January 10th Market Update

  Courtesy: Tony Fischer Photography

Courtesy: Tony Fischer Photography

At this time last year, we were already 10-weeks into an unprecedented winter lumber market spike that caught the building and lumber industry off guard and left everyone concerned whether it would have a significant negative impact on the rebounding housing market. Before the dust settled in the early second quarter of 2013, the market had elevated to over $450 mbf (Contract Lumber Commodity Lumber Price Index), saw nearly 24 straight weekly increases and perched itself close to all-time lumber market highs. Then, just as quick, the market softened as housing growth stalled, lumber production rebounded better than expected, interest rates increased, and political turmoil eroded consumer confidence. We are happy to report that the current environment in the lumber market seems considerably less volatile as demand seems generally on par with production as we head into what many describe as construction’s seasonal lull. Of course, as we have all witnessed, supply-demand balance in the lumber market can be incredibly temperamental so we can only hope that some sense of stability and predictability greets us as we enter the New Year. The current Contract Lumber Commodity Index stands at $332 mbf.  

Distributors and dealers continue to run inventories lean trying to stay on the sidelines, where possible, hoping to take advantage of some values in early first quarter. Construction activity has remained solid throughout the country with many dealers reporting optimistic business expectations heading into the New Year. The latest housing data released in December posted sharp gains in both single and multifamily starts for November with combined starts registering over one million. Single family starts were up over 20-percent from October and over 26-percent from the previous year. Multifamily saw even stronger increases. But, rather than lumber dealers taking inventory positions and covering needs well out into the first quarter, many are simply stepping out into the market and filling inventory holes to meet immediate demands. This more conservative approach is partly due to the large number of dealers who were burned holding big inventory positions in a falling market during the market correction in the second quarter last year. This hand-to-mouth tactic helps promote equilibrium between consumption and production and has allowed the market to trade in a relatively narrow range for the past five months since the market bounced off its low back in June. For instance, 8-foot SPF studs and 7/16” OSB have both traded in a $30 range since the 13-week market correction ended in June. Southern Pine 2 x 10, another construction market staple, has traded in a $50 range during that same timeframe so some semblance of stability is currently being exhibited in the market.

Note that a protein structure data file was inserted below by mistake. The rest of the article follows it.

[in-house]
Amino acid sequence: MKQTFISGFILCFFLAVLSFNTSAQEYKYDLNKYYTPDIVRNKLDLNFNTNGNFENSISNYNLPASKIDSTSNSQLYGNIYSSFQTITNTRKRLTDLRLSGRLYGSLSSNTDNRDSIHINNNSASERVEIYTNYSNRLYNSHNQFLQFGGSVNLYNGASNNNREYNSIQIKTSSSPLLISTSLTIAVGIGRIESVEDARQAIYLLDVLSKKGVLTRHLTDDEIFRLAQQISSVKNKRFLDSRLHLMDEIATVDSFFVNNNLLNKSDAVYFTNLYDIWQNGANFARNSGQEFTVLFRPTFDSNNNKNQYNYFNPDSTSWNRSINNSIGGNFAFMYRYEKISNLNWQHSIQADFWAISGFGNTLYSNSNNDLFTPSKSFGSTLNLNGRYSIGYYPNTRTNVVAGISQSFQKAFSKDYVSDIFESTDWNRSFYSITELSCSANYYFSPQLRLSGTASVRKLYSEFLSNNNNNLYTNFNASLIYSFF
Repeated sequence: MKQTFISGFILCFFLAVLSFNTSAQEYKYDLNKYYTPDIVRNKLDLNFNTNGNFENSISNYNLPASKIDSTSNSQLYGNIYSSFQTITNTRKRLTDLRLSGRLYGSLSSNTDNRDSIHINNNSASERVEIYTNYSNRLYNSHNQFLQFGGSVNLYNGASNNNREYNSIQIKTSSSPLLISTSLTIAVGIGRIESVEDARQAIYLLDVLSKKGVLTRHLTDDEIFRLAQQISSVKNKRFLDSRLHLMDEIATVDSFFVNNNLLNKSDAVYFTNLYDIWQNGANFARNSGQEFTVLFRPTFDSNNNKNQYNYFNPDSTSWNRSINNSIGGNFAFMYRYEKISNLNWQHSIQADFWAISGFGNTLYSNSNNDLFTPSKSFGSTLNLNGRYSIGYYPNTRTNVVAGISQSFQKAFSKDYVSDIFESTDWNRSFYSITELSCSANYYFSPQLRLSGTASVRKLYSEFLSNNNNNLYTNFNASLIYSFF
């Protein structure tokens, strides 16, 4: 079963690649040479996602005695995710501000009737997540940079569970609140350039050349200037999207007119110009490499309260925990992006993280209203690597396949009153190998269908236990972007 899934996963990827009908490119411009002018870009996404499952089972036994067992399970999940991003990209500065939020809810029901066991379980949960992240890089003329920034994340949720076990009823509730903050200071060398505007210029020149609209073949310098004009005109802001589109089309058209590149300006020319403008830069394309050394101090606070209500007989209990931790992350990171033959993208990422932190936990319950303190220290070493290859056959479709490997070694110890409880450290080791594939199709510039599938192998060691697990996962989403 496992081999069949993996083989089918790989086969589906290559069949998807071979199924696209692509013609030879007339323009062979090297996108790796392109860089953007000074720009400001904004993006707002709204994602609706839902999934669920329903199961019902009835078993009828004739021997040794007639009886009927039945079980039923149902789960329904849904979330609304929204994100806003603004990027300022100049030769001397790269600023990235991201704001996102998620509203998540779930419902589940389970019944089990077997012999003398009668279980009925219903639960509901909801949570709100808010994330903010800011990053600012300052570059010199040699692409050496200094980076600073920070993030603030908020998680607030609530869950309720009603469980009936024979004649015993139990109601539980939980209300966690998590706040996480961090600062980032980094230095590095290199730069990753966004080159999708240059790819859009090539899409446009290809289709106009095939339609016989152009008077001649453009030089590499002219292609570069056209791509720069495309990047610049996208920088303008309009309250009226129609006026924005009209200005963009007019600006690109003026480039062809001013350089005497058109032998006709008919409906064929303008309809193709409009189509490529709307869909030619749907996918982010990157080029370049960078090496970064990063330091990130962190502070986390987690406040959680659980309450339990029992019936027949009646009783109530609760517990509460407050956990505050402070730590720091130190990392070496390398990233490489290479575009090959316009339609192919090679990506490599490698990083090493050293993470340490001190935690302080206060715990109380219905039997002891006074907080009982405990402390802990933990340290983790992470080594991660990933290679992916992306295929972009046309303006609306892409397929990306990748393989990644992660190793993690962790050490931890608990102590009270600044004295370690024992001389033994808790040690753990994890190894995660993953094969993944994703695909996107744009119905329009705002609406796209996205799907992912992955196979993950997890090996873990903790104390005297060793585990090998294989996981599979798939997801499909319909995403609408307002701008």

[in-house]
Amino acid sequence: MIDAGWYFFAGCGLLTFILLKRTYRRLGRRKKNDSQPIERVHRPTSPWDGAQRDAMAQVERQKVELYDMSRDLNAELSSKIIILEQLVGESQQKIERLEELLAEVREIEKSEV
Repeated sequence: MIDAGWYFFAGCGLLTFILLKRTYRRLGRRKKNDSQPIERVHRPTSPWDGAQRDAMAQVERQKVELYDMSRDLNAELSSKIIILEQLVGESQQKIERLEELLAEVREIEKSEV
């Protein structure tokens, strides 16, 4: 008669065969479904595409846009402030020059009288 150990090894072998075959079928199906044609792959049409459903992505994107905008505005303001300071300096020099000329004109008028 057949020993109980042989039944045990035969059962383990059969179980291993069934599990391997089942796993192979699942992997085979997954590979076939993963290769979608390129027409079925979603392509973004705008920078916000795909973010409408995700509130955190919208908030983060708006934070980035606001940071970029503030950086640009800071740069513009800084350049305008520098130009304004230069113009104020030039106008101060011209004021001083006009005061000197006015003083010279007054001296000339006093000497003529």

Looking ahead, double-digit growth is once again projected in the housing sector for 2014. This expected increase in construction activity is sure to inject upward pressure and increased volatility to lumber prices throughout the year. Winter weather continues to impact building activity and thus, building material consumption in certain parts of the country right now but demand for single-family housing and apartments is expected to remain strong nationwide. Analysts are forecasting more than a million units will be built this coming year. The housing market seems to be on solid footing and while it is certainly not immune to some potential hiccups, expect strong market conditions to give way to pricing pressures for both materials and labor during this recovery period.